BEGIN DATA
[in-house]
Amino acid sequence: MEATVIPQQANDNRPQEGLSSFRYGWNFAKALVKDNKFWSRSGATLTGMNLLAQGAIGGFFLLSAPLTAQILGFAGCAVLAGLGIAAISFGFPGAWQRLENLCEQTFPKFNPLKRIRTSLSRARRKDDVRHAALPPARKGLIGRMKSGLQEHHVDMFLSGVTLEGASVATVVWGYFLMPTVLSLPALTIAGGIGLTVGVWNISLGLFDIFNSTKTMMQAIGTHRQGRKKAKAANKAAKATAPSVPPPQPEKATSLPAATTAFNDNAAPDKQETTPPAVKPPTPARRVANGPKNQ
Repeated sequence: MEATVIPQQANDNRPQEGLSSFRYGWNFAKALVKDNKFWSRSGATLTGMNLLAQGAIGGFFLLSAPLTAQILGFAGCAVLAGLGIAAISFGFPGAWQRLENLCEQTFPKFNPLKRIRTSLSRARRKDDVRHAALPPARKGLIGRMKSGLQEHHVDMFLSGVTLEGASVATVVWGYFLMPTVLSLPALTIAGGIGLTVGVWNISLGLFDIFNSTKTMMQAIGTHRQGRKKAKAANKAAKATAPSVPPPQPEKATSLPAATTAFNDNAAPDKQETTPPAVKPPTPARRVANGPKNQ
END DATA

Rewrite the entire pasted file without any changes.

[in-house]
Amino acid sequence: MEATVIPQQANDNRPQEGLSSFRYGWNFAKALVKDNKFWSRSGATLTGMNLLAQGAIGGFFLLSAPLTAQILGFAGCAVLAGLGIAAISFGFPGAWQRLENLCEQTFPKFNPLKRIRTSLSRARRKDDVRHAALPPARKGLIGRMKSGLQEHHVDMFLSGVTLEGASVATVVWGYFLMPTVLSLPALTIAGGIGLTVGVWNISLGLFDIFNSTKTMMQAIGTHRQGRKKAKAANKAAKATAPSVPPPQPEKATSLPAATTAFNDNAAPDKQETTPPAVKPPTPARRVANGPKNQ
Repeated sequence: MEATVIPQQANDNRPQEGLSSFRYGWNFAKALVKDNKFWSRSGATLTGMNLLAQGAIGGFFLLSAPLTAQILGFAGCAVLAGLGIAAISFGFPGAWQRLENLCEQTFPKFNPLKRIRTSLSRARRKDDVRHAALPPARKGLIGRMKSGLQEHHVDMFLSGVTLEGASVATVVWGYFLMPTVLSLPALTIAGGIGLTVGVWNISLGLFDIFNSTKTMMQAIGTHRQGRKKAKAANKAAKATAPSVPPPQPEKATSLPAATTAFNDNAAPDKQETTPPAVKPPTPARRVANGPKNQ